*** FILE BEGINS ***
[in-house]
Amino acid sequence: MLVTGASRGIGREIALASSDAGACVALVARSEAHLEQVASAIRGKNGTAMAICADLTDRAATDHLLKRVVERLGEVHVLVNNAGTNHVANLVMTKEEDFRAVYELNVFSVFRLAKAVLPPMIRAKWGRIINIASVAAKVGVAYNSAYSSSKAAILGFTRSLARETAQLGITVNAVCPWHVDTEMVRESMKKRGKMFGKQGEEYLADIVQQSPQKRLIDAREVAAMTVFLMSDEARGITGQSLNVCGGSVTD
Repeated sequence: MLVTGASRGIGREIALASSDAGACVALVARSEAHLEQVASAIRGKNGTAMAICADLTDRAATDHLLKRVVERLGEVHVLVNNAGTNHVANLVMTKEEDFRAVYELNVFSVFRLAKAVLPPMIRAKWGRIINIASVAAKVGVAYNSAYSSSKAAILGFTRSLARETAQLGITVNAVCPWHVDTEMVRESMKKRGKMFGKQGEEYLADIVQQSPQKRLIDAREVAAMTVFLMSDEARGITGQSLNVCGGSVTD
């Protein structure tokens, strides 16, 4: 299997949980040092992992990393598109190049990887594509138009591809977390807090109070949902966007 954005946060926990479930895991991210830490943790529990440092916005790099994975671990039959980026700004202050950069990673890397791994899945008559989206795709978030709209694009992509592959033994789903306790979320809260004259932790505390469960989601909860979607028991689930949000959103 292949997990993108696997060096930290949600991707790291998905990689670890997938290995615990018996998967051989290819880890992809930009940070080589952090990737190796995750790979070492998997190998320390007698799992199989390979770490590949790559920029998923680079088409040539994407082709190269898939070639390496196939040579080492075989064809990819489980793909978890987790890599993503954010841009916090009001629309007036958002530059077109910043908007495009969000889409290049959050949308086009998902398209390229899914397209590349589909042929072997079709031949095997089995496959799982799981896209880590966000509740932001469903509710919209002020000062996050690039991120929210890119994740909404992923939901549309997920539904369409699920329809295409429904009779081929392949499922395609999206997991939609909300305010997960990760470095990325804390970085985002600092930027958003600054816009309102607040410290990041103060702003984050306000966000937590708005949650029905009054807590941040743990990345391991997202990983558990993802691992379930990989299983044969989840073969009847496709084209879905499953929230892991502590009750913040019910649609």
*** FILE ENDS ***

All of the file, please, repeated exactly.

[in-house]
Amino acid sequence: MLVTGASRGIGREIALASSDAGACVALVARSEAHLEQVASAIRGKNGTAMAICADLTDRAATDHLLKRVVERLGEVHVLVNNAGTNHVANLVMTKEEDFRAVYELNVFSVFRLAKAVLPPMIRAKWGRIINIASVAAKVGVAYNSAYSSSKAAILGFTRSLARETAQLGITVNAVCPWHVDTEMVRESMKKRGKMFGKQGEEYLADIVQQSPQKRLIDAREVAAMTVFLMSDEARGITGQSLNVCGGSVTD
Repeated sequence: MLVTGASRGIGREIALASSDAGACVALVARSEAHLEQVASAIRGKNGTAMAICADLTDRAATDHLLKRVVERLGEVHVLVNNAGTNHVANLVMTKEEDFRAVYELNVFSVFRLAKAVLPPMIRAKWGRIINIASVAAKVGVAYNSAYSSSKAAILGFTRSLARETAQLGITVNAVCPWHVDTEMVRESMKKRGKMFGKQGEEYLADIVQQSPQKRLIDAREVAAMTVFLMSDEARGITGQSLNVCGGSVTD
């Protein structure tokens, strides 16, 4: 299997949980040092992992990393598109190049990887594509138009591809977390807090109070949902966007 954005946060926990479930895991991210830490943790529990440092916005790099994975671990039959980026700004202050950069990673890397791994899945008559989206795709978030709209694009992509592959033994789903306790979320809260004259932790505390469960989601909860979607028991689930949000959103 292949997990993108696997060096930290949600991707790291998905990689670890997938290995615990018996998967051989290819880890992809930009940070080589952090990737190796995750790979070492998997190998320390007698799992199989390979770490590949790559920029998923680079088409040539994407082709190269898939070639390496196939040579080492075989064809990819489980793909978890987790890599993503954010841009916090009001629309007036958002530059077109910043908007495009969000889409290049959050949308086009998902398209390229899914397209590349589909042929072997079709031949095997089995496959799982799981896209880590966000509740932001469903509710919209002020000062996050690039991120929210890119994740909404992923939901549309997920539904369409699920329809295409429904009779081929392949499922395609999206997991939609909300305010997960990760470095990325804390970085985002600092930027958003600054816009309102607040410290990041103060702003984050306000966000937590708005949650029905009054807590941040743990990345391991997202990983558990993802691992379930990989299983044969989840073969009847496709084209879905499953929230892991502590009750913040019910649609």